Last week, the Texas House almost opened the door to expanded Medicaid coverage via the Affordable Care Act. Fortunately, conservatives stepped up to prevent this disaster from happening. The Texas Tribune has the story:

Hours after approving the measure, the Texas House backpedaled on an amendment to the 2013-14 budget that would have opened the door to negotiations on expanding Medicaid, a key provision of federal health care reform.

“A lot of us didn’t really understand what was taking place,” said state Rep. Phil King, R-Weatherford, who voted in favor of the amendment earlier in the day, then joined a united House Republican delegation in voting to reconsider the measure.

Rep. Geanie Morrison, R-Victoria, who also originally voted in favor of the amendment, proposed that the House reconsider the vote. The House voted 93-54 to reconsider. Rather than have the House vote on the amendment again and likely reject it, the amendment’s author, Rep. Lon Burnam, D-Fort Worth, withdrew the measure.

The amendment said that if the state were to negotiate with the Obama administration to expand eligibility, it must reach a deal that reduces uncompensated care costs, promotes the use of private insurance plans and health savings accounts, and establishes wellness, cost-sharing and pay-for-performance initiatives. It also called for creating customized benefit plans for different Medicaid populations. The Legislative Budget Board would have been charged with determining whether such a deal addresses those reforms.

The amendment itself doesn’t give Texas any authority regarding supporting or opposing the expansion. However, it had support from Progress Texas and the Democratic author of the amendment, both supporters of Obamacare:

It’s a step in the right direction. In the political climate we’re working in, this is as good as we can get them to do,” said state Rep. Lon Burnam, D-Fort Worth, the author of the amendment. “Obviously there are some members that are not enthusiastic about Obamacare, but they don’t represent a district like mine.

According to Erick Erickson, the issue isn’t what many fiscal conservatives feared it was – weakness on the part of Texas Governor Rick Perry. Instead, it’s mostly an attempt by some in the legislature to put their imprint on future negotiations:

Several reporters and others I talked with explained that while Governor Perry is “rock solid” on the issue, his staff has sent mixed signals on the issue and Joe Straus, the squishy Speaker of the Texas House, and others were taking advantage of it.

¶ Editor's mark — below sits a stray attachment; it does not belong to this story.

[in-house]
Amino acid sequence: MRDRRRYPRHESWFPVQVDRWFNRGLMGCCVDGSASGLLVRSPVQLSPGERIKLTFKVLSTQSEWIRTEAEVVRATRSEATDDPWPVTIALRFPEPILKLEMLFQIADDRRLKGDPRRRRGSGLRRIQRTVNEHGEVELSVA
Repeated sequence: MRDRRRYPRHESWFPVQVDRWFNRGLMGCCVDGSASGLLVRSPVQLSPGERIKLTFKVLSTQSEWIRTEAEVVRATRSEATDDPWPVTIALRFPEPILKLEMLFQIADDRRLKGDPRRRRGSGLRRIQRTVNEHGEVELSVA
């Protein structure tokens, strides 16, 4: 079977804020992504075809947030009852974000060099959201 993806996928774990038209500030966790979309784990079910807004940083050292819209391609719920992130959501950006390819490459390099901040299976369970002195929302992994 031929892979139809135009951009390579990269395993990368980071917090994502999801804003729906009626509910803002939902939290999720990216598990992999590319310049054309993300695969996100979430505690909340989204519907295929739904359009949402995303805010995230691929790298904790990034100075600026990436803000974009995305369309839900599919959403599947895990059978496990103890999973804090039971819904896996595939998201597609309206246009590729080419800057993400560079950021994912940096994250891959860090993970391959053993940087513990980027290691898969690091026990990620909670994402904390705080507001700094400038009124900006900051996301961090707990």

I talked to people close to the Governor this morning and they make clear that there is no shadow between the Governor and his staff on this issue. While others may have that impression, they are adamant it is not the case.

More particularly, I’m told that from the Governor to his staff, their position is that the alternative to [M]edicaid expansion pursuant to Obamacare is freedom.

The confusion here seemingly arises in many people in and out of the Texas legislature expecting there to be some alternative to the [M]edicaid expansion in Obamacare. The Governor’s position is there will be no expansion under any alternative and he will hold the line.

At first glance, this does not appear to be all that threatening a bill. Governor Perry opposes expanding Medicaid, and so the legislature’s opinion on expansion guidance is an academic discussion. However, according to Texas Representative and Tea Party Caucus Advisory Board member Katrina Pierson, the threat is quite real:

Texans from all backgrounds have joined together with Texas leadership, state and federal, to protect our state solvency by refusing to expand Medicaid. The expansion of such an unsustainable program has the potential to bankrupt our state. In dental coverage alone, Texas has uncovered over $400M in Medicaid fraud and abuse in just the last few years.

This amendment, though not expanding Medicaid immediately, would have opened the door to the negotiations of expansion mirroring the Medicaid expansion in Florida under Governor Rick Scotts “exceptions.” We are witnessing Republicans working with President Obama to expand Obamacare regardless of the fact that it has been outright refused by the elected body of the state and the people who put them in office to fight against it.

In the short-term, activists can breathe easy. However, the state Senate’s budget has similar language in it, so Tea Party Patriots will be working with Texas activists to make sure whatever final budget bill Governor Perry signs into law stands against Obamacare absolutely.